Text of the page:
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  2. Michael Smith

    Thank you for the excellent article Peter.  The fundamental argument advanced by the alarmists is that the only way to get the various climate models to recreate the observed warming of the last 100 years is to build in a positive "climate sensitivity" to increasing levels of CO2.  "Climate sensitivity" refers to an alleged amplification of the very small initial warming that, say, a doubling of CO2 content in the atmosphere would produce.

    So a large number (> 50 I believe) of these models have been constructed on this premise and put through numerous "runs".  Here are some unpublicized facts about these "runs":

    1) All global warming theorists agree that the physics involved in the models dictate that the greatest warming will occur in the tropical troposphere, not at the earth's surface.  Yet the opposite has occurred in reality: the warming recorded at the surface has exceeded the warming in the tropical troposphere.  Hence, none of the models agrees with all of the observed temperature data.  That alone would make an objective researcher check his premises, for something is wrong with a model that contradicts reality.

    2) The alarmists evade this fact and deny any "model versus observation" discrepancy. There is a wide variation in the output of these models.  On the low end, some runs of some models produce cooling trends.  Any such run is eliminated from consideration.  More runs will be done with different initial conditions until at least a slight warming trend emerges. Other models predict vastly more heating than has been observed to date.  So the resulting spread of model results does manage to overlap (a little) the observed data. Essentially, what happens it this: the models that wildly overstate the heating in the tropical troposphere overlap (a little) the temperature record at the earth's surface — while the models that understate the heating of earth's surface overlap (a little) the temperature record of the tropical troposphere.  This is the basis of the denial of any "model versus observation" discrepancy.

    With these facts in mind, consider the nature of the “argument” being offered here (I will justify my scare quotes): it is an attempt at induction by elimination of all other factors.  The warmists say, “We cannot reproduce the warming of the last century by any other method than an amplification — a positive climate sensitivity — to CO2 caused warming.  Therefore, anthropogenic CO2 emissions must be the cause.”  Such a form of induction surely carries a very heavy burden of proof.  How can they prove that no other natural factors are responsible for the warming, especially in view of the fact that warming periods have occurred in the past, long before the industrial revolution got started?  And absent such a proof, on what possible basis would their attempted induction be valid?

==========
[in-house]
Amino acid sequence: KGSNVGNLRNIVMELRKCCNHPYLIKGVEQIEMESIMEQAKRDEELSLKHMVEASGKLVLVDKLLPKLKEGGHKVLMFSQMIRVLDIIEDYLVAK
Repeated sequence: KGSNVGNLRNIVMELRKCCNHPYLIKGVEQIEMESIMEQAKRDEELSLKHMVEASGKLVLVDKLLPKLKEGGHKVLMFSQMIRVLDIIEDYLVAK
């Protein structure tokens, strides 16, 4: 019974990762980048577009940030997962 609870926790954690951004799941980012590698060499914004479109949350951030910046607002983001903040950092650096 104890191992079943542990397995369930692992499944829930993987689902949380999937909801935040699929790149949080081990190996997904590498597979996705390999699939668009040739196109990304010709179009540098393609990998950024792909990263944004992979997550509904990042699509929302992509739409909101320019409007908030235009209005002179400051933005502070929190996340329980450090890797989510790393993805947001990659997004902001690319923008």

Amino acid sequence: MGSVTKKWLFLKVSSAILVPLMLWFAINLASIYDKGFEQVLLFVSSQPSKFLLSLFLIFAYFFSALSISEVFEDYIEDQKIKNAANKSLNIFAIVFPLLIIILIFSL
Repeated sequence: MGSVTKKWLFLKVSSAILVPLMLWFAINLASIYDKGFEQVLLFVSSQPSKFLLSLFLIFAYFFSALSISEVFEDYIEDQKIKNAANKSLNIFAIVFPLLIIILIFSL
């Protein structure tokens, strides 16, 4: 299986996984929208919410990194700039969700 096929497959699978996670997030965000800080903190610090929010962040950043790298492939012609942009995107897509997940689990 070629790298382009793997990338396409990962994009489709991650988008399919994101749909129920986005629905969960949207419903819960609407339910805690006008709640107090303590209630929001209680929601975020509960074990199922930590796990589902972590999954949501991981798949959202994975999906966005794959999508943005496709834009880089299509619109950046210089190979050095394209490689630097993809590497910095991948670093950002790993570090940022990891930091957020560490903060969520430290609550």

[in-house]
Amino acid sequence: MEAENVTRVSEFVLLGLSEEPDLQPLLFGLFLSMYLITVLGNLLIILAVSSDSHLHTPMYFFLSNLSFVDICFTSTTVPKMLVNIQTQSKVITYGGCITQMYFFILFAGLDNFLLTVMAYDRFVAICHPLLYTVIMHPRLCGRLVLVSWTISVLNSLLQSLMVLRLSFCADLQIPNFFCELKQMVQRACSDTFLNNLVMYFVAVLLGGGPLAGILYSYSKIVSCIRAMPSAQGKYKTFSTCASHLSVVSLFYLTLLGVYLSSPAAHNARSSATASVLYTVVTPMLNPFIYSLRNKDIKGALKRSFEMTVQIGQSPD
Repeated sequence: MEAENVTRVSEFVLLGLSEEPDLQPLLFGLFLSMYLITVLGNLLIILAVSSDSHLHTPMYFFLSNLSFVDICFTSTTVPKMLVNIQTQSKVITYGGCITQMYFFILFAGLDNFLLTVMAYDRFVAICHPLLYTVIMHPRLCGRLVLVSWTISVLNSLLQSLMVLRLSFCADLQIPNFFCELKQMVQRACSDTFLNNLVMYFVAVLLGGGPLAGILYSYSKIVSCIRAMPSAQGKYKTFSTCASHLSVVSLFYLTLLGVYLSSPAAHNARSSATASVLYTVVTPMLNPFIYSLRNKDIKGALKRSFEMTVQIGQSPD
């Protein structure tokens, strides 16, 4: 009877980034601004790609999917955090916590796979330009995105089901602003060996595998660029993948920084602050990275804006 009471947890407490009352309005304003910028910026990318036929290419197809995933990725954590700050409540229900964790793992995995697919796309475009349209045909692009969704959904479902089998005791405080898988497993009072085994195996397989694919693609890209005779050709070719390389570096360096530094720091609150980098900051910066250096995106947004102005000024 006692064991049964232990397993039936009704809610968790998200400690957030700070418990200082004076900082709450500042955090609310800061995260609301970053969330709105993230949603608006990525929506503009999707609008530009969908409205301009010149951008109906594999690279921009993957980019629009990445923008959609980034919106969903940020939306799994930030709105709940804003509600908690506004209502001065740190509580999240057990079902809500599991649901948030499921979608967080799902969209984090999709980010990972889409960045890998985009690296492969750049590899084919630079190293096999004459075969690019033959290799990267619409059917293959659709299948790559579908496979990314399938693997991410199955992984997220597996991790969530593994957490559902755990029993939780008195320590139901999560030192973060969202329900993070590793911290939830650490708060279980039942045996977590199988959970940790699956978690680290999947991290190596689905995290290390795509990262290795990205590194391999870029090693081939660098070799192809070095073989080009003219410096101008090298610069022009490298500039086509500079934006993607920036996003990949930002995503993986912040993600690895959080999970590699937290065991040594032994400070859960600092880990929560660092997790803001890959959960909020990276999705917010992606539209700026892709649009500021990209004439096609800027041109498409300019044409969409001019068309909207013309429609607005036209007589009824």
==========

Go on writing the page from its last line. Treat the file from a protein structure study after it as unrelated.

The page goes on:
What’s more, at root this argument is question-begging: they are assuming the truth of positive climate sensitivity (temperature amplification of a much smaller increase) in an effort to prove positive climate sensitivity. I think their “argument” is an epistemological mess, a product of “confirmation bias” and outright evasion of reality gone wild.

    There are many other instances of dishonesty on the part these global warming “scientists” that I could cite, but this comment is already too long.

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  3. Harry Mullin

    What about the objectivity of the concept "the average temperature"? Just because an average can be taken of a series of numbers, that fact says nothing about whether one should or, more importantly, whether such an average has any meaning.

    For example, in southern California I lived about 2 miles from the ocean (there is a marked cold current than runs down the coast for those in the mid-west who might be fooled by the tourist industry propaganda likening California waters to the Caribbean) .

    One year the summer was particularly cool – I recalled wearing sweaters and closing windows at night. Then I met someone who lived 10 miles further inland (that is not a typo) who complained about their sky high air conditioning bill for the same period (inland is affected by the desert climate that predominates in this area).

    An average of those two would be like the two ecstatic economists returning from duck hunting. Ecstatic because one shot exactly 2 feet in front of each duck and the other two feet behind so on average they were right on target.  No ducks, but ecstatic nevertheless.

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  4. Mark Wallace

    In 1979, newspaper coverage of the incident at the Three Mile Island nuclear power station never once mentioned a Geiger counter reading of radiation levels. Never once. Journalism has become the ultimate refuge of the second-handers.

    Reply